I have just received the sad news of the death of my old comrade and friend, Hans-Gerd Öfinger. It was a great shock and the last thing I expected to hear. Only a couple of weeks ago I had sent him an email when I discovered that both he and his daughter Rosa had contracted COVID-19. He wrote back to say that he was recovering well and was impatient to get back to his revolutionary work.
This is what he wrote:
“Thank you for thinking of us and for your get well wishes and encouraging words. Indeed, the positive Covid 19 test a week ago was a shock for all of us at the end of a difficult winter. […]
“Now we have to concentrate our forces on fighting the virus. After recovery, we will be back with vigor to build the organisation.
“I will read the World Perspectives [document] carefully and look forward to the next online IEC meeting. I think we all long for the day when eventually we can meet again in Turin and Bardonecchia or elsewhere.”
Sadly, we will not be meeting anywhere now. Comrade Hans-Gerd is no longer with us, and he has left behind a void that will be difficult to fill.
From what I have learned from a brief message from his wife and comrade, Maria Clara, the circumstances of his demise were really tragic. He appeared to be recovering (as he told me in his letter) and the latest test came out negative. But it proved to be a false dawn.
He developed a temperature and had difficulty breathing, passing away this Friday morning. His death was all the more shocking for being completely unexpected. It is a terrible blow to Maria Clara and Rosa, and also to every member of the International.
I first met Hans-Gerd in the 1970s, a stormy period of international class struggle, when he joined what was then the CWI – the old International that was founded and inspired by Ted Grant, the outstanding theoretician and revolutionary leader.
That was in 1974, when Hans, who was still just a teenager, began the work of building the German section of the International.
I know that Ted Grant had a powerful and lasting influence on the young Hans-Gerd – and that was a guiding light for him all the rest of his life. Like Ted Grant, Hans-Gerd was always devoted to theory. He had a very sharp mind and a profound knowledge of Marxist theory. This, I am sure, is what sustained him and carried him through the most difficult moments.
As a person, I always found him very humane, approachable and affable. He was always ready with a joke. One of his favourite jokes was to torment us at international meetings with his own particular rendition of the old German song Oh Du Lieber Augustin, in which he made up with gusto what he lacked in musical training.
When the Militant split took place in 1992, Hans-Gerd never wavered for an instant. He immediately took the side of Ted Grant, although that meant being in a minority. Only miserable cowards and opportunists hide behind the majority.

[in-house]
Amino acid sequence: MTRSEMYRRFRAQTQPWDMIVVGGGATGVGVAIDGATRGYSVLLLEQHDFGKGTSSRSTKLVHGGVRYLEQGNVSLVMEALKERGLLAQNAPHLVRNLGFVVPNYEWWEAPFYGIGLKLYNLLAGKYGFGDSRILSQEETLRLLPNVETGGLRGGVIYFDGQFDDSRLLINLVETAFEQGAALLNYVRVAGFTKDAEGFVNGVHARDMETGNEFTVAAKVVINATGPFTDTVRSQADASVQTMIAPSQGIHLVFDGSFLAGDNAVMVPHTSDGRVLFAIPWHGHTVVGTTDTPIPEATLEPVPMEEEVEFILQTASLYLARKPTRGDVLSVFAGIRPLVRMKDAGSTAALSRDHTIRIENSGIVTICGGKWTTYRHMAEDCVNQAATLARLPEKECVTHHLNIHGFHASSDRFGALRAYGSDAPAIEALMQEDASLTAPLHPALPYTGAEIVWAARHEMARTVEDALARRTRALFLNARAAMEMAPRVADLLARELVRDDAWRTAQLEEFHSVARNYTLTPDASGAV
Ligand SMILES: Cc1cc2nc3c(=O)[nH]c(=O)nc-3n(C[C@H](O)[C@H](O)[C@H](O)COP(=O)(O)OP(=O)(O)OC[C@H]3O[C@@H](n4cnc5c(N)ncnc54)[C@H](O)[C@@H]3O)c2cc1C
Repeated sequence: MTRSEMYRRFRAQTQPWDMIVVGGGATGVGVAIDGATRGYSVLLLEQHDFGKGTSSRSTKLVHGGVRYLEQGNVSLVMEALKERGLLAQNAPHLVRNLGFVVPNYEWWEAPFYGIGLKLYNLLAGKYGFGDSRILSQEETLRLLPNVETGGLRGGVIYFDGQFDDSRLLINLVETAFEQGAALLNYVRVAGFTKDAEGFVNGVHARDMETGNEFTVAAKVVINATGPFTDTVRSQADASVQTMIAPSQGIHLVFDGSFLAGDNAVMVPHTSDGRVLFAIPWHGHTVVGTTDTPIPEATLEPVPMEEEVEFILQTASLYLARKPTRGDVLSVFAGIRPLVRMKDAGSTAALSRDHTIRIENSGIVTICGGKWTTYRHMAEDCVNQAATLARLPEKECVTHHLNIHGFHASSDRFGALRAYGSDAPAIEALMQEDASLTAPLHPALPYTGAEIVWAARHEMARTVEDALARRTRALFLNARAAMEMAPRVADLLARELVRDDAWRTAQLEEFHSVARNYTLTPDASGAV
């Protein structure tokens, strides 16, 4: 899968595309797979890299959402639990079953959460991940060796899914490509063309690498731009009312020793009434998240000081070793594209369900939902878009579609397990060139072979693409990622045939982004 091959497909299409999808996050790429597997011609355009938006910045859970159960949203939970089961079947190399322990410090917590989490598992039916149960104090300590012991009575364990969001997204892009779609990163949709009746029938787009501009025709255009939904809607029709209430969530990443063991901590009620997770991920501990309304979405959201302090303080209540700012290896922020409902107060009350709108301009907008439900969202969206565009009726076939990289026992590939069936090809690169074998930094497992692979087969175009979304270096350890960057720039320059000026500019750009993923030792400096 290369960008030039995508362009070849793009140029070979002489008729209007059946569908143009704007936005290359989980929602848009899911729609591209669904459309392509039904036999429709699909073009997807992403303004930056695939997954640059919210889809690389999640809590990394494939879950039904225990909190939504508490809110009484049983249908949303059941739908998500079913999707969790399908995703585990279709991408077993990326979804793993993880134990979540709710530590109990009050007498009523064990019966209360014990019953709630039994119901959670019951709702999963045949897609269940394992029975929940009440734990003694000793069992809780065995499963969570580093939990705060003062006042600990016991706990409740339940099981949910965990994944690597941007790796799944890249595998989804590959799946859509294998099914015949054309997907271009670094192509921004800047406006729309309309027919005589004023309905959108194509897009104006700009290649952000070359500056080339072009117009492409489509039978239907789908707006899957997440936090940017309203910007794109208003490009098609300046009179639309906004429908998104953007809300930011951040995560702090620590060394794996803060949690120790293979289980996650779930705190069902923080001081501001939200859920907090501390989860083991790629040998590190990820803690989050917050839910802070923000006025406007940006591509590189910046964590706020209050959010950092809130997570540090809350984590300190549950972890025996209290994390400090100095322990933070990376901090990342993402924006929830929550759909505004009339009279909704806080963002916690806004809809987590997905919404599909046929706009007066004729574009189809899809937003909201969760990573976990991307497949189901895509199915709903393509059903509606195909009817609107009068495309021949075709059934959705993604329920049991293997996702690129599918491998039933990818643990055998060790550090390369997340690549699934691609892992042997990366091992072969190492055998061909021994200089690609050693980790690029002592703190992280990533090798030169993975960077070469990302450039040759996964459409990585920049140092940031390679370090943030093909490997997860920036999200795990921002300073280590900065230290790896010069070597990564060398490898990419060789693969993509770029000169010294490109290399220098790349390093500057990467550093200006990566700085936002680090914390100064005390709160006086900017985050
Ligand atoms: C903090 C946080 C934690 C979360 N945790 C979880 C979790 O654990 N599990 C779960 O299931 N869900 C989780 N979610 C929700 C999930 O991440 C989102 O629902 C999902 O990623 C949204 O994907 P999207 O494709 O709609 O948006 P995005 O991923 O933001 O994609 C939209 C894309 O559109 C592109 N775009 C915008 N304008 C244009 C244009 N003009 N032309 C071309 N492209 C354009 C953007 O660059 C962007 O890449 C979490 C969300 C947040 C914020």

Old Engels wrote: “Marx and I were in a minority all our lives, and we were proud to be in a minority.” Like them, Hans was never afraid of being in a minority and fighting for the ideas in which he believed.
Thereafter, he played a very important role in the building of the International Marxist Tendency. It was hard work under very adverse circumstances. Most of the old cadres of the German section had been demoralised by the intrigues of the bureaucratic Taaffe regime. They dropped out even before the split.
But Hans-Gerd, together with his lifelong comrade and partner Maria Clara, and comrade Christoph and a few others, carried on with dogged determination.
That iron determination was one of the most noteworthy features of this comrade. At times, it could appear as sheer stubbornness. But this same stubbornness is a necessary characteristic of any genuine revolutionary. It is what enables us to carry on, regardless of all difficulties and obstacles.
And that is what Hans-Gerd did. He held the fort and kept the flag flying through thick and thin. That, I remember, was what Ted always used to say when bidding farewell to a comrade: “Keep the Red Flag flying.”
And comrade Hans-Gerd did that right to the very end.
It is thanks to him that today the IMT has a flourishing German section, composed of a new generation of young revolutionary class fighters. We firmly believe that they will carry on the fight that Hans-Gerd began so many years ago, and that the inspiration he provided will enable them to carry it through to the end.
There are many other things I would like to say about this remarkable man. But I will leave the final words to a poem with a most powerful ending that had stuck in my mind since my school days. But I could never find it or remember who it was by until, one day, Hans-Gerd told me he had finally traced it. I always believed it was called ‘Die Fechter’ (The Fencers), but I was wrong. It is by the great German poet Joseph F. von Eichendorff and it is called ‘Trost’, which means Consolation. It ends with these words:
Im Walde da liegt verfallen
Der alten Helden Haus,
Doch aus den Thoren und Hallen
Bricht jährlich der Frühling aus.
Und wo immer müde Fechter
Sinken im muthigen Strauß,
Es kommen frische Geschlechter
Und fechten es ehrlich aus.
In the forest there lies a-fallen
The home of the heroes of old,
But from its old gates and halls
Each year the spring comes as foretold.
And whenever two fencers fall sinking
At the end of their strength and their might,
There will always come new generations
Who will fight to the end the good fight.
Our warmest greetings, love and solidarity go to Maria Clara and Rosa. Know that every member of the International is standing at your side in these tragic moments.